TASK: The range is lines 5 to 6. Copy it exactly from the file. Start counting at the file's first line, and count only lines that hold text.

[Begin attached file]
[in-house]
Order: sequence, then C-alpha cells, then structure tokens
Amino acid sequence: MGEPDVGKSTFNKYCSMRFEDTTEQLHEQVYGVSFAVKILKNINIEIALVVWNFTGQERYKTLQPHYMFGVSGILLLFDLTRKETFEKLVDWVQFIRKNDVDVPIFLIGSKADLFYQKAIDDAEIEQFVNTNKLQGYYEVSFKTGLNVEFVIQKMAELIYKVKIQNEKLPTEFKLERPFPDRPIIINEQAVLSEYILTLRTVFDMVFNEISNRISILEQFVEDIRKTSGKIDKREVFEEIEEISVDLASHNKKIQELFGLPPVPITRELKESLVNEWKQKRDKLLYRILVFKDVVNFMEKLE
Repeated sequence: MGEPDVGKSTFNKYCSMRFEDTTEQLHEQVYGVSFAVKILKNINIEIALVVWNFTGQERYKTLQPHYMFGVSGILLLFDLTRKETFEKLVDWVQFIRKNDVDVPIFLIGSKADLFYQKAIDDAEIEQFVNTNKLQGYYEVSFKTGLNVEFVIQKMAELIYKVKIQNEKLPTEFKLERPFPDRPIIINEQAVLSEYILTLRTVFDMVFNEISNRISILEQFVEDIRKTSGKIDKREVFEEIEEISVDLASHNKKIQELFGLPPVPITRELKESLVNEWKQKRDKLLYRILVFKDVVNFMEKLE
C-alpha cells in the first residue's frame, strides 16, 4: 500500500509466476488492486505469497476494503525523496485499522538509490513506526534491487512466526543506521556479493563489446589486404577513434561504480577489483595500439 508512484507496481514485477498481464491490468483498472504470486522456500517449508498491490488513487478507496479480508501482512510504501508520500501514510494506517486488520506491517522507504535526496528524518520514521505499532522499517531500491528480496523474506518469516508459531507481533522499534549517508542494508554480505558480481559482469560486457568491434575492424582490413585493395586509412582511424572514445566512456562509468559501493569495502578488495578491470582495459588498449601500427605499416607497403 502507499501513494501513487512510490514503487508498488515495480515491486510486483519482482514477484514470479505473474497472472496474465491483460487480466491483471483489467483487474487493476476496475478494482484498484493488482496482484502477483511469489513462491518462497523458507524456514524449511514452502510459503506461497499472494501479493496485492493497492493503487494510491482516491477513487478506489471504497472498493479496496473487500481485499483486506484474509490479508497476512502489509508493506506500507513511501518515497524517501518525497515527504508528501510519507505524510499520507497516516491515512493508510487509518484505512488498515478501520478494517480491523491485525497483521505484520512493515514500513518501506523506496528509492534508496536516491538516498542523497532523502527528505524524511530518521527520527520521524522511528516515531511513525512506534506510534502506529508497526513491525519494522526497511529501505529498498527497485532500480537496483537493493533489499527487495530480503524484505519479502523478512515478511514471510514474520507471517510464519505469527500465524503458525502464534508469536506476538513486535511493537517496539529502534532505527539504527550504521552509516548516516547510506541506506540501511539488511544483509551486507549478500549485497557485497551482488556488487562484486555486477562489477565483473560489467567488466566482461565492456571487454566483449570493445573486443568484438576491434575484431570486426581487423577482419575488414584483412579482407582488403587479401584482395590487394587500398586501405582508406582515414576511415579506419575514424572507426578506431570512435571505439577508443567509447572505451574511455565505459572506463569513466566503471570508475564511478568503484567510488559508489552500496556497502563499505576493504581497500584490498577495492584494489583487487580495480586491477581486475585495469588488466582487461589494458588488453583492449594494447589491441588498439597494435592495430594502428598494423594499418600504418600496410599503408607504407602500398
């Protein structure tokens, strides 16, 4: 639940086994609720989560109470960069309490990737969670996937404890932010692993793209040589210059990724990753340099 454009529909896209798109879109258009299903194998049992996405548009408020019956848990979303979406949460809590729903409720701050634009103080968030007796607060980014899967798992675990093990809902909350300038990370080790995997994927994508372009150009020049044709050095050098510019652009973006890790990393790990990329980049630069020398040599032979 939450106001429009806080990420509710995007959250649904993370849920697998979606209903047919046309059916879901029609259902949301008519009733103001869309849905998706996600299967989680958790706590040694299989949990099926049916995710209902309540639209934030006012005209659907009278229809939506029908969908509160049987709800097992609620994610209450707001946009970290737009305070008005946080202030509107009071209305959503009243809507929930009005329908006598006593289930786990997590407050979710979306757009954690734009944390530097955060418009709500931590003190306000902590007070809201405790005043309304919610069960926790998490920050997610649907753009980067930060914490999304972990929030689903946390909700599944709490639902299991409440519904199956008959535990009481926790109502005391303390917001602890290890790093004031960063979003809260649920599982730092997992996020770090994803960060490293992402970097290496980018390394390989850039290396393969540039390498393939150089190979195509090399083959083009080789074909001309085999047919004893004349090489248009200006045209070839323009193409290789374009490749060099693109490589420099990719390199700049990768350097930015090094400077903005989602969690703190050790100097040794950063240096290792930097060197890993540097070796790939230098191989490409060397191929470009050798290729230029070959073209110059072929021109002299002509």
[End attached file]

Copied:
C-alpha cells in the first residue's frame, strides 16, 4: 500500500509466476488492486505469497476494503525523496485499522538509490513506526534491487512466526543506521556479493563489446589486404577513434561504480577489483595500439 508512484507496481514485477498481464491490468483498472504470486522456500517449508498491490488513487478507496479480508501482512510504501508520500501514510494506517486488520506491517522507504535526496528524518520514521505499532522499517531500491528480496523474506518469516508459531507481533522499534549517508542494508554480505558480481559482469560486457568491434575492424582490413585493395586509412582511424572514445566512456562509468559501493569495502578488495578491470582495459588498449601500427605499416607497403 502507499501513494501513487512510490514503487508498488515495480515491486510486483519482482514477484514470479505473474497472472496474465491483460487480466491483471483489467483487474487493476476496475478494482484498484493488482496482484502477483511469489513462491518462497523458507524456514524449511514452502510459503506461497499472494501479493496485492493497492493503487494510491482516491477513487478506489471504497472498493479496496473487500481485499483486506484474509490479508497476512502489509508493506506500507513511501518515497524517501518525497515527504508528501510519507505524510499520507497516516491515512493508510487509518484505512488498515478501520478494517480491523491485525497483521505484520512493515514500513518501506523506496528509492534508496536516491538516498542523497532523502527528505524524511530518521527520527520521524522511528516515531511513525512506534506510534502506529508497526513491525519494522526497511529501505529498498527497485532500480537496483537493493533489499527487495530480503524484505519479502523478512515478511514471510514474520507471517510464519505469527500465524503458525502464534508469536506476538513486535511493537517496539529502534532505527539504527550504521552509516548516516547510506541506506540501511539488511544483509551486507549478500549485497557485497551482488556488487562484486555486477562489477565483473560489467567488466566482461565492456571487454566483449570493445573486443568484438576491434575484431570486426581487423577482419575488414584483412579482407582488403587479401584482395590487394587500398586501405582508406582515414576511415579506419575514424572507426578506431570512435571505439577508443567509447572505451574511455565505459572506463569513466566503471570508475564511478568503484567510488559508489552500496556497502563499505576493504581497500584490498577495492584494489583487487580495480586491477581486475585495469588488466582487461589494458588488453583492449594494447589491441588498439597494435592495430594502428598494423594499418600504418600496410599503408607504407602500398
């Protein structure tokens, strides 16, 4: 639940086994609720989560109470960069309490990737969670996937404890932010692993793209040589210059990724990753340099 454009529909896209798109879109258009299903194998049992996405548009408020019956848990979303979406949460809590729903409720701050634009103080968030007796607060980014899967798992675990093990809902909350300038990370080790995997994927994508372009150009020049044709050095050098510019652009973006890790990393790990990329980049630069020398040599032979 939450106001429009806080990420509710995007959250649904993370849920697998979606209903047919046309059916879901029609259902949301008519009733103001869309849905998706996600299967989680958790706590040694299989949990099926049916995710209902309540639209934030006012005209659907009278229809939506029908969908509160049987709800097992609620994610209450707001946009970290737009305070008005946080202030509107009071209305959503009243809507929930009005329908006598006593289930786990997590407050979710979306757009954690734009944390530097955060418009709500931590003190306000902590007070809201405790005043309304919610069960926790998490920050997610649907753009980067930060914490999304972990929030689903946390909700599944709490639902299991409440519904199956008959535990009481926790109502005391303390917001602890290890790093004031960063979003809260649920599982730092997992996020770090994803960060490293992402970097290496980018390394390989850039290396393969540039390498393939150089190979195509090399083959083009080789074909001309085999047919004893004349090489248009200006045209070839323009193409290789374009490749060099693109490589420099990719390199700049990768350097930015090094400077903005989602969690703190050790100097040794950063240096290792930097060197890993540097070796790939230098191989490409060397191929470009050798290729230029070959073209110059072929021109002299002509």